Good Example Of History Essay - Concerning the Great War (World War I)

Type of paper: Essay

Topic: United States, Nation, War, Law, Politics, Terrorism, Speech, Rhetoric

Pages: 2

Words: 550

Published: 2020/12/10

Concerning the Great War (World War I)

How well did the government balance the need to uncover German espionage with protecting civil liberties during the war?
It was known that before the World War 1 happened, the United States is already accepting immigrants from different parts of the world including Germany. Consequently, civil liberties are also the major concern of many American citizens as well as expats from different countries. It would be very awful for the government to be a hypocrite to its own constitution. It is much evident that every person that resides in the United States already has their basic human rights including the freedom of speech.
With the enactment of the Espionage act of 1917, the United States has promoted national defense as well as protecting the civil liberties of every person. However the law was amended through time during the World War 1 because it has persecuted anyone who has misconducts in doing speech about national defense and speeches pertaining to gaining support on being anti-US government groups. The espionage act is a way for the United States to have a hold of any information about the war thus protecting the national security. But the debatable point is that it has cause many individuals to contest their freedom to speech.
Regardless of the fact that many are convicted because of these provisions, it has also protected the civil rights of anybody. They are protected given that they will coordinate with the government on information regarding national defense threat or any accountability on the Great War.
One of the individuals that have been pressed with charges by the law is German-American congressman Victor Berger. All in all, the law has protected the interest of any person regarding national security in the country however it also limits the freedom of speech to every commoner; German, American and everyone who resides the American continent.
How do these efforts compare with the anti-terrorism efforts (especially as embodied in the Patriot Act of 2001) in the past 10 years or so?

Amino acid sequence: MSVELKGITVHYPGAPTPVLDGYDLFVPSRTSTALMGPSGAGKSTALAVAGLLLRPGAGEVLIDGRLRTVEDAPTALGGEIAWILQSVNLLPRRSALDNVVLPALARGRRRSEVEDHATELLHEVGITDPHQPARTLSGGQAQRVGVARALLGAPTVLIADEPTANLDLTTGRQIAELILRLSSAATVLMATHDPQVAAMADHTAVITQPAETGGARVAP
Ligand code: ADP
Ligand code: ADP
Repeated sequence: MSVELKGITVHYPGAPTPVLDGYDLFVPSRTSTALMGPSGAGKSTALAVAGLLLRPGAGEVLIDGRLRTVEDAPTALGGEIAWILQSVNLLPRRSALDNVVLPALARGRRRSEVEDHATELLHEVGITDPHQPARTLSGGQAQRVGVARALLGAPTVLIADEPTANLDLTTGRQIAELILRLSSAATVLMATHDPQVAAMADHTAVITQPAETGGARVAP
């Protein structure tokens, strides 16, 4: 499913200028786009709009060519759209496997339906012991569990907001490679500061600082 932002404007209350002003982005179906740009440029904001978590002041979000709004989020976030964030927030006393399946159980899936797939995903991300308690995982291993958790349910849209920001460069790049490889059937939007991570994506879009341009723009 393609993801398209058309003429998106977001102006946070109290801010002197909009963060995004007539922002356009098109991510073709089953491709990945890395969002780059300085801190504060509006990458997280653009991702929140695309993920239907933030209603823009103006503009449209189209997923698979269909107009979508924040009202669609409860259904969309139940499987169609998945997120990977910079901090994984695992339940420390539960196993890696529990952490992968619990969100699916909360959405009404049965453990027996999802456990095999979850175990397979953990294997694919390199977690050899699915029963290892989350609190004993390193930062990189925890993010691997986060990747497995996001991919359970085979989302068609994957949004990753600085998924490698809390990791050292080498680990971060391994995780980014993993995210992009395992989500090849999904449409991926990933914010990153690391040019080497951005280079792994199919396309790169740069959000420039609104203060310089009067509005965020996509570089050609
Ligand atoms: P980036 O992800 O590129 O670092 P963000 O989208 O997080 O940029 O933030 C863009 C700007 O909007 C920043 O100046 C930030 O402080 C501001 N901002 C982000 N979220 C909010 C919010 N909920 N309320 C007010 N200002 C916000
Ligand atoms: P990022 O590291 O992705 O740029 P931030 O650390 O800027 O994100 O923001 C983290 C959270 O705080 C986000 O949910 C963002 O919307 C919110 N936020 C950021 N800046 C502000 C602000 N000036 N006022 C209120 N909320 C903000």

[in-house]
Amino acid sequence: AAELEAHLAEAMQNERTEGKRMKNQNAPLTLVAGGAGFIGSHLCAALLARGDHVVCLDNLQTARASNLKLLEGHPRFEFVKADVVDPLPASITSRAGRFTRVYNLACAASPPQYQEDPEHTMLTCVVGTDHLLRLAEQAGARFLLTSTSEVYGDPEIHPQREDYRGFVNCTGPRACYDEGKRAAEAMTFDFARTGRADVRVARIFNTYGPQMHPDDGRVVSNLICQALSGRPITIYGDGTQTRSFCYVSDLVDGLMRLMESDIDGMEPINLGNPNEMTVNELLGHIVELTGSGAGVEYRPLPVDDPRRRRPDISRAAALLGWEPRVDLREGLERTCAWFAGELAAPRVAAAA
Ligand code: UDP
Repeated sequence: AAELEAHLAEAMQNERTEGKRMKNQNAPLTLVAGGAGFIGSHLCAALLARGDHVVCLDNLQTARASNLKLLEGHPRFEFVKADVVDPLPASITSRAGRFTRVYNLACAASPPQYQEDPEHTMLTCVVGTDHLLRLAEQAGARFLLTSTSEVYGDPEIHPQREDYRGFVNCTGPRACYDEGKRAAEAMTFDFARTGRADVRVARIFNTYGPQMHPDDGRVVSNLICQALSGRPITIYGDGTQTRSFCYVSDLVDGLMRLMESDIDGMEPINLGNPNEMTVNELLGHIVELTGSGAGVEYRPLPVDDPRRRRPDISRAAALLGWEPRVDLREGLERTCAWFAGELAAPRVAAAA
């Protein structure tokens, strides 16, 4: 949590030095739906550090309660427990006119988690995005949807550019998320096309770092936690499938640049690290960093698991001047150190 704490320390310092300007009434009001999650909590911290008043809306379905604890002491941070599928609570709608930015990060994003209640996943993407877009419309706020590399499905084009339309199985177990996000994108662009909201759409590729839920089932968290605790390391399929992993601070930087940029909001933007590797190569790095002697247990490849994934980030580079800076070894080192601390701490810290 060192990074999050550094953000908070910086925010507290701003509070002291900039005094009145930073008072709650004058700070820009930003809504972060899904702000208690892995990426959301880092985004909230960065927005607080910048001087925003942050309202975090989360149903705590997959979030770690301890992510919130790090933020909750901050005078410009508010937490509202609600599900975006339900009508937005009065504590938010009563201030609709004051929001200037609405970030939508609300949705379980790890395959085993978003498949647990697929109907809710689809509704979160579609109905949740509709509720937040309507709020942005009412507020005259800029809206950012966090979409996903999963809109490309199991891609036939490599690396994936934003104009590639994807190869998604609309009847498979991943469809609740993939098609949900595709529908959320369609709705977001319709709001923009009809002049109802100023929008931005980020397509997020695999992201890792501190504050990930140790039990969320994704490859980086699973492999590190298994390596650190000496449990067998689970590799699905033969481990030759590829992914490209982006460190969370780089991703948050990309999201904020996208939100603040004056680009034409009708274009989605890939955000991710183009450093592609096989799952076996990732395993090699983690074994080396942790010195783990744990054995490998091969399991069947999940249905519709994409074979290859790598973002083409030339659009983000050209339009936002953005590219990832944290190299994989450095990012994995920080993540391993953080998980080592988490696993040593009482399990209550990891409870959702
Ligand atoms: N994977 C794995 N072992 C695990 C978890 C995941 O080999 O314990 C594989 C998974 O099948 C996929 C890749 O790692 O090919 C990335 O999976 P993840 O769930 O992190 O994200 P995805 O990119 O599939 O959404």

The Patriot Act of 2001 was enacted because of the national threat posed by the September 11, 2001- world trade center terrorist attacks as well as the anthrax disease attacks.
The act was contested many times for these impractical provisions. Consequently, it has violated some basic human rights. The act indeed gives more budgets to the national security and is concentrated to the stoppage of any terrorist infiltration; American citizens or non-American. It has also given limits to monetary transactions that would lead to laundering. Awards are also given to those who give leads about a potential terrorist act.
The provisions of the law truly activate the strength of national security in response to terrorist attacks. I think the provisions on the act such as the indefinite detention of immigrants or individuals that are included in the process of giving threat to national security. Undeniably, these terms violate the basic rights to a lawyer, the right to remain silent and the right to not be arrested if a warrant is not presented. However it is also given that the defendant has been given the chance to defend himself.
In comparison with the Espionage Act of 1917, basically it is an upgraded version. The modes of communication have been greatly improved and the issue on freedom of speech is slightly answered with this law. However some law-makers contested this act to be a premature one. Moreover, the government has been paying 100% attention to these threats in order to protect the welfare of its citizens.
The only disadvantage to this act is the transparency of the government. Some contested the conspiracy going behind the curtains of every organization (Chesney, 2005). Nevertheless, it is much better than the espionage act in terms of the freedom of speech. Before anybody who was in support to the groups against the United States will be held liable to the espionage act but with the Patriot Act of 2001, it has considered a due process.
Fortunately, President Obama has made provisions to strengthen the law.


Chesney, Robert M. "The Sleeper Scenario: Terrorism Support Laws and the Demands of Prevention". Harvard Journal on Legislation (2005).

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